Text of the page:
Kerbal Space Program Goes To The Movies In Stowaway

Fans of the lusciously voiced space aficionado [Scott Manley] will know he often uses Kerbal Space Program (KSP) in his videos to knock together simple demonstrations of blindingly complex topics such as orbital mechanics. But as revealed in one of his recent videos, YouTube isn’t the only place where his KSP craft can be found these days. It turns out he used his virtual rocket building skills to help the creators of Netflix’s Stowaway develop a realistic portrayal of a crewed spacecraft in a Mars cycler orbit.

The Mars cycler concept was proposed in 1985 by Buzz Aldrin as a way to establish a long-term human presence on the Red Planet. Put simply, it describes an orbit that would allow a vehicle to travel continuously between Earth and Mars while needing only an occasional engine burn for course corrections. The spacecraft couldn’t actually stop at either planet, but while it made a close pass, smaller craft could rendezvous with it to hitch a ride. The concept can be thought of as a sort of interplanetary train: where passengers and cargo are picked up and dropped off at “stations” above Earth and Mars. It’s worth noting that a similar cycler orbit should be possible for Earth-Venus trips, but nobody really wants to go there.

An early KSP proof of concept for Stowaway.

The writers of Stowaway wanted their film to take place on a Mars cycler, and to avoid having to create the illusion of weightlessness, they wanted their fictional craft to also have some kind of artificial gravity. The only problem was, they weren’t sure what that would actually look like. So they reached out to [Scott], who in turn used KSP to throw together a rough idea of how such a ship might work in the real-world.

As you can see in the video below, the CGI spacecraft shown in the film’s recently released trailer ended up bearing a strong resemblance to its KSP prototype. While naturally some artistic license was used, [Scott] is excited by what he’s seen so far. The spinning spacecraft, which uses a spent upper stage to counterbalance its crew module and features a stationery utility node at the center, certainly looks impressive; all the more so with the knowledge that it’s based on sound principles.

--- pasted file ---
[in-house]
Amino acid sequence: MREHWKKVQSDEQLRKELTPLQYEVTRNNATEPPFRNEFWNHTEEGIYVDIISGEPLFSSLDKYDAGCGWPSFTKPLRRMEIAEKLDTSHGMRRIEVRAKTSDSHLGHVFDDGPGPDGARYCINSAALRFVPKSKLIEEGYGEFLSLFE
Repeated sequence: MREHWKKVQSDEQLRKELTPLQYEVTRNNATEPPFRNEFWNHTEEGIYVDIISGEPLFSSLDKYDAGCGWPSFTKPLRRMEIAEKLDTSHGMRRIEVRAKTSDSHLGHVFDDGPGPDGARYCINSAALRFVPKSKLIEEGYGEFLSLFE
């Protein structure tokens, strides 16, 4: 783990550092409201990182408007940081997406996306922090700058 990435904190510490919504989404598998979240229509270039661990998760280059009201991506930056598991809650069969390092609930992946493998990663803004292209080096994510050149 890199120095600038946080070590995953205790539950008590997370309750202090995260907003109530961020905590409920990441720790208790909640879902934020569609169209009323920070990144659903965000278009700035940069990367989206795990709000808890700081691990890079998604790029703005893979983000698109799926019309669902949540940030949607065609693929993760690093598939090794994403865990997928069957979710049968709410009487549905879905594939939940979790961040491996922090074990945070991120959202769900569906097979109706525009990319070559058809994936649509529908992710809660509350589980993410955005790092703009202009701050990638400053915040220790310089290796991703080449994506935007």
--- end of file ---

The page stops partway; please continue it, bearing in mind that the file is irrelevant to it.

While Netflix has had a hand in some surprisingly realistic science fiction in the past, they’ve also greenlit some real groan-worthy productions (if you haven’t watched Away, don’t). So until we can see the whole thing for ourselves, we can only hope that [Scott]’s sage advice will allow the crew of Stowaway to fly safe.

14 thoughts on “Kerbal Space Program Goes To The Movies In Stowaway

  1. I take exception to “nobody wants to go there”! That linked article explains “At an altitude of approximately 50 kilometers, conditions inside the Venusian atmosphere… (are) almost identical to surface-level pressures on Earth, and the average temperature is cool enough that liquid water can form”. And the possibilities for… Zeppelins! Awesome-sauce! Really, Mars is great for non-human exploration, but an incredible waste of resources to bring humans. People don’t even like to travel the Sahara, and Mars is an exceptionally cold, empty desert planet with no sandworms or spice. So, yes, people want to go to Mars, but they are all odipútse. In KSP, life support simply has not been implemented into the game, so no wonder Kerbal fans speculate about Mars. Because once you start factoring human life support into the Mars scenarios, Mars stops being fun. I also think it no coincidence that Venus is the goddess of love, and of course nerds are terrified at the faintest possibility of that, even in the distant future in outer space. Imagine getting rejected yet again, when you may be the only eligible mate within 216 million kilometers. I’m sure that’s an underlying reason for Venus neglect!